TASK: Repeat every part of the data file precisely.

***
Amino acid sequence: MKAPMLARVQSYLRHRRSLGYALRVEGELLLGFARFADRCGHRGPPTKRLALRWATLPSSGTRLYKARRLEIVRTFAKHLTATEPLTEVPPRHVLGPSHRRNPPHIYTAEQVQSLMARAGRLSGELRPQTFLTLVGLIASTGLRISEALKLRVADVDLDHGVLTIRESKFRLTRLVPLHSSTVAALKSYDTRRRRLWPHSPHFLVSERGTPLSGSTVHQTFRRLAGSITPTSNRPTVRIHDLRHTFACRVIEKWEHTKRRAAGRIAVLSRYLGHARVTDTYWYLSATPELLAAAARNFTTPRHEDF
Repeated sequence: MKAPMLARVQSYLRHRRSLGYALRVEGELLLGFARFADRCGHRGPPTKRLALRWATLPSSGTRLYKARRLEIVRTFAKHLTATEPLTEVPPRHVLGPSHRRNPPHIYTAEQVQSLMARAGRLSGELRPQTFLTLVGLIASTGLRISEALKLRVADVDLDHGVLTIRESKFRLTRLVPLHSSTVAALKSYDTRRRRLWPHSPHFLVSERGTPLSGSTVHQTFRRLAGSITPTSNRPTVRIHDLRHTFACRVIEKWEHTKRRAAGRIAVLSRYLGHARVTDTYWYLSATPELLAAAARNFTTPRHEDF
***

Amino acid sequence: MKAPMLARVQSYLRHRRSLGYALRVEGELLLGFARFADRCGHRGPPTKRLALRWATLPSSGTRLYKARRLEIVRTFAKHLTATEPLTEVPPRHVLGPSHRRNPPHIYTAEQVQSLMARAGRLSGELRPQTFLTLVGLIASTGLRISEALKLRVADVDLDHGVLTIRESKFRLTRLVPLHSSTVAALKSYDTRRRRLWPHSPHFLVSERGTPLSGSTVHQTFRRLAGSITPTSNRPTVRIHDLRHTFACRVIEKWEHTKRRAAGRIAVLSRYLGHARVTDTYWYLSATPELLAAAARNFTTPRHEDF
Repeated sequence: MKAPMLARVQSYLRHRRSLGYALRVEGELLLGFARFADRCGHRGPPTKRLALRWATLPSSGTRLYKARRLEIVRTFAKHLTATEPLTEVPPRHVLGPSHRRNPPHIYTAEQVQSLMARAGRLSGELRPQTFLTLVGLIASTGLRISEALKLRVADVDLDHGVLTIRESKFRLTRLVPLHSSTVAALKSYDTRRRRLWPHSPHFLVSERGTPLSGSTVHQTFRRLAGSITPTSNRPTVRIHDLRHTFACRVIEKWEHTKRRAAGRIAVLSRYLGHARVTDTYWYLSATPELLAAAARNFTTPRHEDF